Condesa had been mashed. The resiliency of the fiberglass hull is amazing in that it took such an impact and sprang back to more or less the same shape on the outside. Aside from the hole, some gouges, and a lot of red paint, the outside didn’t look that bad, considering. The same cannot be said for the interior. Wading through the remains of the water, splinters, broken glass, and spilled spices, I saw that the impact had ejected everything along the starboard side of the hull. Some bottles and jars were thrown with such violence that they exploded when they hit the port side. The main structural bulkhead at the forward companionway was now a wooden accordion. Drawers were stuck shut, cabinets were in splinters, the entire bench top in the galley was lifted and twisted. The refrigerator was cracked open with slabs of yellowed foam insulation sticking out at odd angles. The cabinet where we keep all the dishes, cups, and mugs was now full of plastic and ceramic shards. The companionway doors overlapped by an inch when I tried to close them. A broken bottle of balsamic vinegar gave the main salon its dominant new odor, and all of our belongings had settled in drifts in the corners.
We controlled our panic and secured all we could on deck and inside. I checked the chart, and spotted a likely bight in the coast about twelve miles away. The engine had been running all this time, but I had my doubts about the functionality of the power train. I gingerly put her into gear and started to creep forward. She was still a boat!
Maintaining a tenuous speed, we motored for three hours to get to our anchorage. We were silent as the salt dried on our bodies and we tried to make ourselves comfortable with a raincoat and some sheets, the only dry things we owned. We never made eye contact, and our only comments were brief exclamations upon discovering new damage and basic commands to keep the boat going.
Ian broke the silence. He was overcome with guilt and regret and acted like he was going to commit hari-kari: “I’m sorry! I’m sorry I smashed your boat!” We had a long, tearful embrace in the cockpit, during which I told him it wasn’t his fault, meant it, and still do. During two extended trips Ian has spent over a year cruising on Condesa and we have logged many thousands of sea miles side by side. He is great crew, a good sailor in his own right, a hard worker, and takes his duties seriously. He was certainly keeping a good lookout. He will always have to live with the fact that this disaster took place on his watch, and I will always have to live with the fact that I took a flying leap into the drink when my ship and crew were about to get pulverized.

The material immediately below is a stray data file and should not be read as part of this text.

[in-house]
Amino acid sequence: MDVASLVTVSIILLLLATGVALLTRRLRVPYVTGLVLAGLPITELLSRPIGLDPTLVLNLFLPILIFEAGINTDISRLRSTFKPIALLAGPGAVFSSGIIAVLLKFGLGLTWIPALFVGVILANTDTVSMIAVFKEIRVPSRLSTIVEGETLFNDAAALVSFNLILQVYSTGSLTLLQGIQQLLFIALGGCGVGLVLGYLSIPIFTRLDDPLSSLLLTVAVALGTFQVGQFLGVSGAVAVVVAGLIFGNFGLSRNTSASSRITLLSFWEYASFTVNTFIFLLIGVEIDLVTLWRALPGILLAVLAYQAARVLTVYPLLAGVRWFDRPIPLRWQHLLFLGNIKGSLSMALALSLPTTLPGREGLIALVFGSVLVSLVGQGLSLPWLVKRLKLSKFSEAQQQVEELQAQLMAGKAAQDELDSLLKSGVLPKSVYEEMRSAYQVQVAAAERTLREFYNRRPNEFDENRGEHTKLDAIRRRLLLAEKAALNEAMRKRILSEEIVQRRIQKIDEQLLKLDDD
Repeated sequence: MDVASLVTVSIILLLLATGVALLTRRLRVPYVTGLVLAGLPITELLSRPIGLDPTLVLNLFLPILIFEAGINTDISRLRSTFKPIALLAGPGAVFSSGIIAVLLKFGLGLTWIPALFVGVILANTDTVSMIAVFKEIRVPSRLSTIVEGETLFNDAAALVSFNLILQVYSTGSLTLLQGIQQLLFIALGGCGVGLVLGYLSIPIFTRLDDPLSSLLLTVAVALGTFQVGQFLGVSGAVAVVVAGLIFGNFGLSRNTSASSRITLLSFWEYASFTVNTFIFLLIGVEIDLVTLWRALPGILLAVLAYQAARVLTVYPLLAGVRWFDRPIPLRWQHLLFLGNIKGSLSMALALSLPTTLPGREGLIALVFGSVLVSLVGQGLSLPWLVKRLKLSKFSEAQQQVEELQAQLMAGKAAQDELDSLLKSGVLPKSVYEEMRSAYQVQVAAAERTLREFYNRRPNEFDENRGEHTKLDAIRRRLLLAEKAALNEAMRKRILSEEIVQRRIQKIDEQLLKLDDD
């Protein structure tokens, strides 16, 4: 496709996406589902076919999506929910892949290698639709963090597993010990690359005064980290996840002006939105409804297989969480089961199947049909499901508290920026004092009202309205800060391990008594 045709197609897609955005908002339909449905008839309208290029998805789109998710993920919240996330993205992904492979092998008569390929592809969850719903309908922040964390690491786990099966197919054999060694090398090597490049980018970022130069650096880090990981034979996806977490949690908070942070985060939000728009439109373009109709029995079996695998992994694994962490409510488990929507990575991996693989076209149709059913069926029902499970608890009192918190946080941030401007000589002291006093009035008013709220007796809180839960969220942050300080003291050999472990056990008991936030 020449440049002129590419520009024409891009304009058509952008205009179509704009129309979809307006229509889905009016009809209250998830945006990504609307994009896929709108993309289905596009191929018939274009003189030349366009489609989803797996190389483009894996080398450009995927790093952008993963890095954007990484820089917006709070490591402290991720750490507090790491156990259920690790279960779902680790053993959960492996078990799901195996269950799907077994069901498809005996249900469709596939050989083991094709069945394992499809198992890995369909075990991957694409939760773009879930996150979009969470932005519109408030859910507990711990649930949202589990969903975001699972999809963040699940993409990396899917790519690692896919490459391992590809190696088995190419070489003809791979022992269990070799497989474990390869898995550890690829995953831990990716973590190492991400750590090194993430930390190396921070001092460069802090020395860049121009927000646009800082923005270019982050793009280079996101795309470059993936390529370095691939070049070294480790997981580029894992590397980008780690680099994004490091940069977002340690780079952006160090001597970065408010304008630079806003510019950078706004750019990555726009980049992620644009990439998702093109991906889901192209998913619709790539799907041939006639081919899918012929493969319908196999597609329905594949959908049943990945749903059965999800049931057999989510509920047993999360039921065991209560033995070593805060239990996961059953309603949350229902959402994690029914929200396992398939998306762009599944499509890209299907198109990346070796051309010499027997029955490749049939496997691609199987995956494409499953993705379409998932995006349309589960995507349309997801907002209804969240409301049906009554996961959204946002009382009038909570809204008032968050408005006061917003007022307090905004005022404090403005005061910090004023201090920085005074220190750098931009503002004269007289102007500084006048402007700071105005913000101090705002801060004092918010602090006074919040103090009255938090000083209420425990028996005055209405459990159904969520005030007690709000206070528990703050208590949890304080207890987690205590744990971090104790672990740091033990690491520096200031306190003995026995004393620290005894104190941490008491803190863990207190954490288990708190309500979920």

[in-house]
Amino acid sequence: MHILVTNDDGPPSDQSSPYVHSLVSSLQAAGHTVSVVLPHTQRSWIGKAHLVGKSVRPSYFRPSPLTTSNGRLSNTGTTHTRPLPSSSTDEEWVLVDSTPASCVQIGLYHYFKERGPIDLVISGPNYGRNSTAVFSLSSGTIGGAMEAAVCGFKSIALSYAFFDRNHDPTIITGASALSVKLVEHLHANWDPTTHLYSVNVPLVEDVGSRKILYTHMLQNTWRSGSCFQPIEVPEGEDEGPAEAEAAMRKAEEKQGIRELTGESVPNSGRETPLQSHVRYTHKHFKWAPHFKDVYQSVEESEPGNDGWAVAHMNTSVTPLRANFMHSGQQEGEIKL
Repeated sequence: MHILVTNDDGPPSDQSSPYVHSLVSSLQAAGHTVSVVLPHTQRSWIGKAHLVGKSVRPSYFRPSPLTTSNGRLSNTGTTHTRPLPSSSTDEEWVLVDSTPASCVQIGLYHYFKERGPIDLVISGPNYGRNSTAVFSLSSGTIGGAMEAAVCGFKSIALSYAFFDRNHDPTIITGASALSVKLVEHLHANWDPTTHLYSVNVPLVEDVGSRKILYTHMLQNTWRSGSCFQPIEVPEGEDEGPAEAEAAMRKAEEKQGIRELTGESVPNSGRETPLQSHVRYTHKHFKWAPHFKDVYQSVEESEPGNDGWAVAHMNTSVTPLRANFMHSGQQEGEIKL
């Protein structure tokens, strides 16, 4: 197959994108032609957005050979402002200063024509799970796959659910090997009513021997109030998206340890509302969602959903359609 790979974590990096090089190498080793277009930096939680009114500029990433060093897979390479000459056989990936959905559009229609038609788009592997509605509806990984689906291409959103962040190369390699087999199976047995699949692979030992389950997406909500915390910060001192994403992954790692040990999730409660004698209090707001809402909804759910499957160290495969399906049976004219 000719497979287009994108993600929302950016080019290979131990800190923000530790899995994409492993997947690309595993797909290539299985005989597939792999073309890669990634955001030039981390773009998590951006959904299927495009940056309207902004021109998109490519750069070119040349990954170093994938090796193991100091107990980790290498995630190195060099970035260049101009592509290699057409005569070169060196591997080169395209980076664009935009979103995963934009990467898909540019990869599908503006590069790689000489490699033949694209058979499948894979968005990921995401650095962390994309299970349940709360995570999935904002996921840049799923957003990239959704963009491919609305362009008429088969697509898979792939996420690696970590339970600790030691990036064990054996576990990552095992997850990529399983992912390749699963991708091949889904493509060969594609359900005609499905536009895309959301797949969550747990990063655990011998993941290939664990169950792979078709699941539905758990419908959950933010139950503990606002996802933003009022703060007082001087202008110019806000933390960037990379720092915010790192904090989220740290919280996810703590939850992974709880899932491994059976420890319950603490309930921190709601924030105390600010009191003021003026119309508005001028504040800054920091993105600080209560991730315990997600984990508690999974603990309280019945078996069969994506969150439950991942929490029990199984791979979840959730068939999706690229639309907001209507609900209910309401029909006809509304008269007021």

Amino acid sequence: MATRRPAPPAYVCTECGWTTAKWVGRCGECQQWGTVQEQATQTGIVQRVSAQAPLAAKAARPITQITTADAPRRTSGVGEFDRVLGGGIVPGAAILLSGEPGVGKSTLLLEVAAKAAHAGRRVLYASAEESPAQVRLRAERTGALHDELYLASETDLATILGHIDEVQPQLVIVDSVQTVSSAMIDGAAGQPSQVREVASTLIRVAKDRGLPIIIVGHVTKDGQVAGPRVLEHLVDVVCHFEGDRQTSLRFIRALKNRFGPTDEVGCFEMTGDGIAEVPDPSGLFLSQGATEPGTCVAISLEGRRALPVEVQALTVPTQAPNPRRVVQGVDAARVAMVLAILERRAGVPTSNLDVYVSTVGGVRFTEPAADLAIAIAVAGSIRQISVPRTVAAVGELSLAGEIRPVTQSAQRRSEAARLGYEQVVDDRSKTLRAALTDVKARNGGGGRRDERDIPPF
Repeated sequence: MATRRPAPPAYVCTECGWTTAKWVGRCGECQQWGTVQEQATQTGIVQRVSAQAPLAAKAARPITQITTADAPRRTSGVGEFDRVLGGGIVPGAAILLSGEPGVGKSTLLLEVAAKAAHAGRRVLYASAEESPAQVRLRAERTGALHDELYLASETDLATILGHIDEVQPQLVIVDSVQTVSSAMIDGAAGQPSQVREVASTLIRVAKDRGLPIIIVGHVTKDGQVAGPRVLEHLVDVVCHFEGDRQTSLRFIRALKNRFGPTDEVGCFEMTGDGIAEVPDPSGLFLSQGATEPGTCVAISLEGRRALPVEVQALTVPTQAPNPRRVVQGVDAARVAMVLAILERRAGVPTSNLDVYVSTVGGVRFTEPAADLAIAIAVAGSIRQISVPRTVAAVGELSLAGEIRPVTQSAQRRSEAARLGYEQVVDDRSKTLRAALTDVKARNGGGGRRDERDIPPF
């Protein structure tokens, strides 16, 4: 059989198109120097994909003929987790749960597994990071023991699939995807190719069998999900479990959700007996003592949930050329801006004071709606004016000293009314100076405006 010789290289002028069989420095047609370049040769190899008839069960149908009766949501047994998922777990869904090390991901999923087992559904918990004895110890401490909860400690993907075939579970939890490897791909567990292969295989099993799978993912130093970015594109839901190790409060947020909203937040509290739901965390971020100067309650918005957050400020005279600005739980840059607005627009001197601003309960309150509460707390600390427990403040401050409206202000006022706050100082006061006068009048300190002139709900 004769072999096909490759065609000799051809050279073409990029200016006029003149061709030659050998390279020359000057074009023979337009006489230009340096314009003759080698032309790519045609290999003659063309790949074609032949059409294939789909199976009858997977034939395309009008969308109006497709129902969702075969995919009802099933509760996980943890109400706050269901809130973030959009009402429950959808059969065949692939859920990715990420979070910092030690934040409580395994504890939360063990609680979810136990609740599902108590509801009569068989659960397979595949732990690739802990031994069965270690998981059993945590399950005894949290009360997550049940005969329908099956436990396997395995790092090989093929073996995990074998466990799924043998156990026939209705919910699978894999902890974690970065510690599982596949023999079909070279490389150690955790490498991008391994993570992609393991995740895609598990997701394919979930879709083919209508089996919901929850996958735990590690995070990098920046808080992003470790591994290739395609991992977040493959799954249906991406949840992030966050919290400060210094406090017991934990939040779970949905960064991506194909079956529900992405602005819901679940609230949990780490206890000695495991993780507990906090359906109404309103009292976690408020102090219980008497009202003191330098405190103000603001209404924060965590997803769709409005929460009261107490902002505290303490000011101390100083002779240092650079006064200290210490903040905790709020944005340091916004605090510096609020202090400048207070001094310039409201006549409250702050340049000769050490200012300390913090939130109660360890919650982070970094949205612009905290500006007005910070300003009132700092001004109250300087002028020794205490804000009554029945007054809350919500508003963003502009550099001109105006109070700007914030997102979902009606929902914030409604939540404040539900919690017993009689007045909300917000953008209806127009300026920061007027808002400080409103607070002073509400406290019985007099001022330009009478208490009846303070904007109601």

Hilary massaged the bruise on the side of her head, broke a smile, and said, “I think we could all use a stiff drink.” Our dazed shock gave way to a feeling of glad-to-be-alive-it’s-only-money exuberance, assisted by the bizarre near-death brain chemicals that were still coursing through our brains. Here we were, the same crew that left South Africa three months before, getting ready for another night at anchor on our tough old boat.
I wish I had more wisdom to impart about this experience, but no matter what evasive action you take, a vessel on an erratic course going four or five times your speed can always run you down. Radio communication would be the obvious preventative measure, but when you’ve got three hundred Brazilian fishermen arguing about soccer…
Jumping overboard is a very bad idea, and I would resist the obvious temptation of being somewhere other than a boat that is about to get crushed. Being outside is a good idea: If your boat goes down you don’t want to be inside, at least not tied into a lee cloth.
My most important piece of advice is this: Plan to be an idiot. I always considered myself a pretty cool customer under fire, but when life and vessel were on the line I found myself functioning at about 10% of mental and physical capacities. It has made me reevaluate some of my emergency procedures onboard because they are too complicated for a rattled mind. For example, after the accident I did not try the SSB radio, because the idea of turning it on, turning on the antenna, tuning it in, finding the emergency frequencies on a piece of paper, then dialing them in and trying to make contact was just too complicated and required too much dexterity. In these situations the basic human behaviors are fight, flight, and scream.
While the damage is extensive and disheartening, Condesa is still my home. Like most circumnavigators these days, I don’t have insurance, and I will probably be spending the better part of the rest of the year in a boatyard. Someday Condesa will round Cape Horn and return to California, a bit the worse for wear, to complete her circumnavigation.
Later identification of the ship showed it to be one of the world’s giants, a container ship measuring 798 feet, with a cruising speed of over twenty knots. Twenty years ago this would have been the largest container ship in the world, but now it is one of a growing family of megaships that carry the world’s goods to market. After some gentlemanly negotiation, the shipping company agreed to pay for Condesa’s repairs. Our VHF antenna was destroyed on impact, explaining why our distress calls went unanswered.